In the first stanza, the persona is seen addressing Christ, asking him to leave as he is no longer wanted. The persona explains that there exists an immense difference in today’s world, compared to what things were in the times of Christ. Although the speaker acknowledges that Christ’s presence may have had a significant impact during his time and his presence may have been greatly appreciated, His name is not as appreciated now as “the popes and preachers’ve made too much money from it”.

Although in this stanza Hughes particularly excoriates the charlatans who misuse the meaning of Christianity for self-gain, the method in which he addresses them is quite misleading and deviating towards the main message and many orthodox Christians who misunderstood and misinterpreted the main message of the poem found it offensive. In the second stanza, the scrutiny of the charlatans is more apparent. As a continuation of the first stanza, the persona explains the reason for his belief that Christ is no longer appreciated or respected in current society.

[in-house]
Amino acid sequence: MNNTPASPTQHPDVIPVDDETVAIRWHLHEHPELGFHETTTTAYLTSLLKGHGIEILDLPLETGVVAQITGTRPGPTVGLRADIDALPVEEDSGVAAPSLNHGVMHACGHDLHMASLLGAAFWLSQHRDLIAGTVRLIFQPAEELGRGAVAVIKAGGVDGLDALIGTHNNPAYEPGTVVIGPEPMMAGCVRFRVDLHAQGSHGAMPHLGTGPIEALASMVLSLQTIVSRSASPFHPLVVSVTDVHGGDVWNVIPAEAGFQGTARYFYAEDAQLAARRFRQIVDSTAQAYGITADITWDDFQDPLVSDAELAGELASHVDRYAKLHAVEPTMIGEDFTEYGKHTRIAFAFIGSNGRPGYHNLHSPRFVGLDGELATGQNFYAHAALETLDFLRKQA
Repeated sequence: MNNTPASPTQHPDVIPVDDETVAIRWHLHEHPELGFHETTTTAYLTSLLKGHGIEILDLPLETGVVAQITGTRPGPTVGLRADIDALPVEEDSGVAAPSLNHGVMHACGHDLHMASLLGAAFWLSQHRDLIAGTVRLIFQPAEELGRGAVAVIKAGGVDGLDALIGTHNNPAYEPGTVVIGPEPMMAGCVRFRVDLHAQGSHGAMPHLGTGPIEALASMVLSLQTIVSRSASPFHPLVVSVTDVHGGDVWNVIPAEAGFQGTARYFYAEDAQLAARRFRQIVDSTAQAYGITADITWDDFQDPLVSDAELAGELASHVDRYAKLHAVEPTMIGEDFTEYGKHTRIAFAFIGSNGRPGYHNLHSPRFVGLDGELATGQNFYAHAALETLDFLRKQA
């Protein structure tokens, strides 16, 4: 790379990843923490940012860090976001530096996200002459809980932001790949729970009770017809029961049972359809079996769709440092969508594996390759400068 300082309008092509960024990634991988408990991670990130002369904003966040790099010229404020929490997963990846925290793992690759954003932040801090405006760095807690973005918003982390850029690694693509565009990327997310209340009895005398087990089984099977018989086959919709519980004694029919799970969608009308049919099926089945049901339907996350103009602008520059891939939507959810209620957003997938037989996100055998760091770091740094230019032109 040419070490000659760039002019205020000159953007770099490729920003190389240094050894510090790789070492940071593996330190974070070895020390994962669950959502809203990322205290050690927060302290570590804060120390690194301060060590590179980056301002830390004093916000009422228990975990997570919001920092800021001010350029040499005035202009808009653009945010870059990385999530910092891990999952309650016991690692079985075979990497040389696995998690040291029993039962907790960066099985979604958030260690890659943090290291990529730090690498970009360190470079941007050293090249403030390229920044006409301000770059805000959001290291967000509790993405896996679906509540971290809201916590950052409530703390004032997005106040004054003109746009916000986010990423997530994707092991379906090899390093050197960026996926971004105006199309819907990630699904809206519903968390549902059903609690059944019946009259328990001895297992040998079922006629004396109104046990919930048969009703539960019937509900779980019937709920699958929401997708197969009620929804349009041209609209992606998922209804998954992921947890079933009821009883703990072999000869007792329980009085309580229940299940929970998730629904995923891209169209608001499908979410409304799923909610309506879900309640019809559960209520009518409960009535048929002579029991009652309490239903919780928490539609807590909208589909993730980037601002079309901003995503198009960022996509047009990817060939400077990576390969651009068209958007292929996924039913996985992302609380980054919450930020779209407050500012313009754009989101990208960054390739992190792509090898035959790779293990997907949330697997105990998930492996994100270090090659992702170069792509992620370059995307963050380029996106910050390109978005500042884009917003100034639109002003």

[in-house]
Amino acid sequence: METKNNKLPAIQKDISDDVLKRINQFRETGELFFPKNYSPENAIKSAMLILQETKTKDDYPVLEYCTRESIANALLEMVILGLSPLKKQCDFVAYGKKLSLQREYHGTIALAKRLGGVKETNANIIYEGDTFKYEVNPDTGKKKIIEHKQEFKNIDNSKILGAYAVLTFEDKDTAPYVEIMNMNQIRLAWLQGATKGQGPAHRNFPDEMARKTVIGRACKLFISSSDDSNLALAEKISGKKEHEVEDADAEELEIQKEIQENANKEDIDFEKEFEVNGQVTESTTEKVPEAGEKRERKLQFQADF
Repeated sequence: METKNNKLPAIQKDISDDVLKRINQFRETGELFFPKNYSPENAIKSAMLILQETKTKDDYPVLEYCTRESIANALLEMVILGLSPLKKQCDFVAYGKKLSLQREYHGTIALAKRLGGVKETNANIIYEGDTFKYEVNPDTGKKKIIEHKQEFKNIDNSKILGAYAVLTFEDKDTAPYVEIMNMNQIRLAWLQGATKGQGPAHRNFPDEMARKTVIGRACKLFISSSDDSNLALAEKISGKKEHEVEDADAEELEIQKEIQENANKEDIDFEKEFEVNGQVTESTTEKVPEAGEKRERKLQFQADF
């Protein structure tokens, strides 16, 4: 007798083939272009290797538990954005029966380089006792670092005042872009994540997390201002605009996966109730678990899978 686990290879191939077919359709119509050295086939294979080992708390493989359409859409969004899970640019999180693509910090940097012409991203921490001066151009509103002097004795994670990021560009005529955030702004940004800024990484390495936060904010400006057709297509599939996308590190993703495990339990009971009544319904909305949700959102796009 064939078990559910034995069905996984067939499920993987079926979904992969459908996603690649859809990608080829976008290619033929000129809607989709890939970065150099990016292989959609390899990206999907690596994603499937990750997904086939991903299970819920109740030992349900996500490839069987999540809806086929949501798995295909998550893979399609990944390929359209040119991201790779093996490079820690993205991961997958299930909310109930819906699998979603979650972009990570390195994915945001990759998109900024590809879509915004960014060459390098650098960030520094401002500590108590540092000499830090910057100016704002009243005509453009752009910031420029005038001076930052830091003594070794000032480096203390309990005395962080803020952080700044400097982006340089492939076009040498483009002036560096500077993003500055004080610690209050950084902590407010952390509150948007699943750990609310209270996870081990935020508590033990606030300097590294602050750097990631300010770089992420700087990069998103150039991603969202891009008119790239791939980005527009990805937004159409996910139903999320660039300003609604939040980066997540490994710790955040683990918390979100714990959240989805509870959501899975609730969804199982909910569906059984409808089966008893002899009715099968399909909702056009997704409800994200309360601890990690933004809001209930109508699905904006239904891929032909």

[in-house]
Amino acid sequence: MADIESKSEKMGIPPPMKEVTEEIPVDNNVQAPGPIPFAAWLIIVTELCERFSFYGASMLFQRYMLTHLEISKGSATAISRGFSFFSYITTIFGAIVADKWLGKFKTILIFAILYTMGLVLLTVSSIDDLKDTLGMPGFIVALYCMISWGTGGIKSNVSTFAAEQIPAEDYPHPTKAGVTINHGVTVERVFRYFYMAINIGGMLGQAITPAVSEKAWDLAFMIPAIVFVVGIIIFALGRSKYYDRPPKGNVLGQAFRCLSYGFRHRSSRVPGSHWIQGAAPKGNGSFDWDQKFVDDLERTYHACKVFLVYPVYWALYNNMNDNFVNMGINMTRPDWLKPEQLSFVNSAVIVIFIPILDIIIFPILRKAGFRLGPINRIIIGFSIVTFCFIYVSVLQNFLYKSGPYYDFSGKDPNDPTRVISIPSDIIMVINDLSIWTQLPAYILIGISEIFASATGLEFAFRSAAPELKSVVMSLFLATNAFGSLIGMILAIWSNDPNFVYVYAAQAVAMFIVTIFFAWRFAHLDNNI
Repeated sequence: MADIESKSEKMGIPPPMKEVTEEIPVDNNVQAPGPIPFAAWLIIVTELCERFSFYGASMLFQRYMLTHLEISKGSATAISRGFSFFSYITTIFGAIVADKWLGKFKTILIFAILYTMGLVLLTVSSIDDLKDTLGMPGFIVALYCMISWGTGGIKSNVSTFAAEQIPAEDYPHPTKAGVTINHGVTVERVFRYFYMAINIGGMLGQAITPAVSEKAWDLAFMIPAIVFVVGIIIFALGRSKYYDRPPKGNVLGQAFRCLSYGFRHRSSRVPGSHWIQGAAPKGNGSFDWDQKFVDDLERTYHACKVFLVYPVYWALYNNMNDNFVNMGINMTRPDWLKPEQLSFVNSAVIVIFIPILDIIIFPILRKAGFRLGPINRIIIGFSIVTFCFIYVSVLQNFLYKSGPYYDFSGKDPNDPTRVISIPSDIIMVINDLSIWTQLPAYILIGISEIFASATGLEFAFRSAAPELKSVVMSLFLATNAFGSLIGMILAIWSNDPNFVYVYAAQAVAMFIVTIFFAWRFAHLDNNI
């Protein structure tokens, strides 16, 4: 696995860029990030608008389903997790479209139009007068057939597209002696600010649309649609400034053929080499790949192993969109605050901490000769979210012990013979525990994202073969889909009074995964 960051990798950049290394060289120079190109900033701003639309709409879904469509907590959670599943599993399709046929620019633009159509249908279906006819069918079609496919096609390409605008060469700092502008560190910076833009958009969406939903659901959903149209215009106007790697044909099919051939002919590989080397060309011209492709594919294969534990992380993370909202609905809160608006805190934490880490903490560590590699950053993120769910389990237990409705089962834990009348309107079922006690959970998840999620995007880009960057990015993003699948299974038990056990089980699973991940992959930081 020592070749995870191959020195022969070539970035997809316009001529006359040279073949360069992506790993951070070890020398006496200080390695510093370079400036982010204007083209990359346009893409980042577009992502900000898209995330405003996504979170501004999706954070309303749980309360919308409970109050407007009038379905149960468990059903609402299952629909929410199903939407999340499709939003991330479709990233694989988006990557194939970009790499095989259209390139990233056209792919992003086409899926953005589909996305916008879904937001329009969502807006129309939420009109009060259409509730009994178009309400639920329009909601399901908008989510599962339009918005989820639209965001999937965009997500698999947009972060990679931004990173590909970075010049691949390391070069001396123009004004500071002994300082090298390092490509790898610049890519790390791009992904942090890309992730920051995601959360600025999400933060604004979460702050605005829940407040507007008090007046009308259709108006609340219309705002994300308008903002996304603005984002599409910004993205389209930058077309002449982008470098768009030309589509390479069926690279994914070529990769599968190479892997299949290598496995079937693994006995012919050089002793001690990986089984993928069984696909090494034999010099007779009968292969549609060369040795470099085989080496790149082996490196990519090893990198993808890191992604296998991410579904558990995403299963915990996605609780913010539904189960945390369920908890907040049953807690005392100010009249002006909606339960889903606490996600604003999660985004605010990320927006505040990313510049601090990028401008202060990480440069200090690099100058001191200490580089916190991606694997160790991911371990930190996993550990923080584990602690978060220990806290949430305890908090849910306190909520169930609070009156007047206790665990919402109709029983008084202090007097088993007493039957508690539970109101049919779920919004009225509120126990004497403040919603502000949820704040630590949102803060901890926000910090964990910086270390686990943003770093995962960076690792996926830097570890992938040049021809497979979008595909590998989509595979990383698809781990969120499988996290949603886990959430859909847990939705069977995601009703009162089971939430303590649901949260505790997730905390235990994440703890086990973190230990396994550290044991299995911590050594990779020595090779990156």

The reason for this is that “they’ve sold him to many, kings, general, robbers and killers…Tzar’s…Cossacks, Rockefellers Church and even to the Saturday Evening Post”. The persona argues, that Christ, who through the word ‘sold’ expresses him as more of a commodity rather than the savior he is perceived as, has been made available to anyone who can afford him, regardless of the sins they’ve committed as oppressive figures in society such as kings, generals, emperors and killers.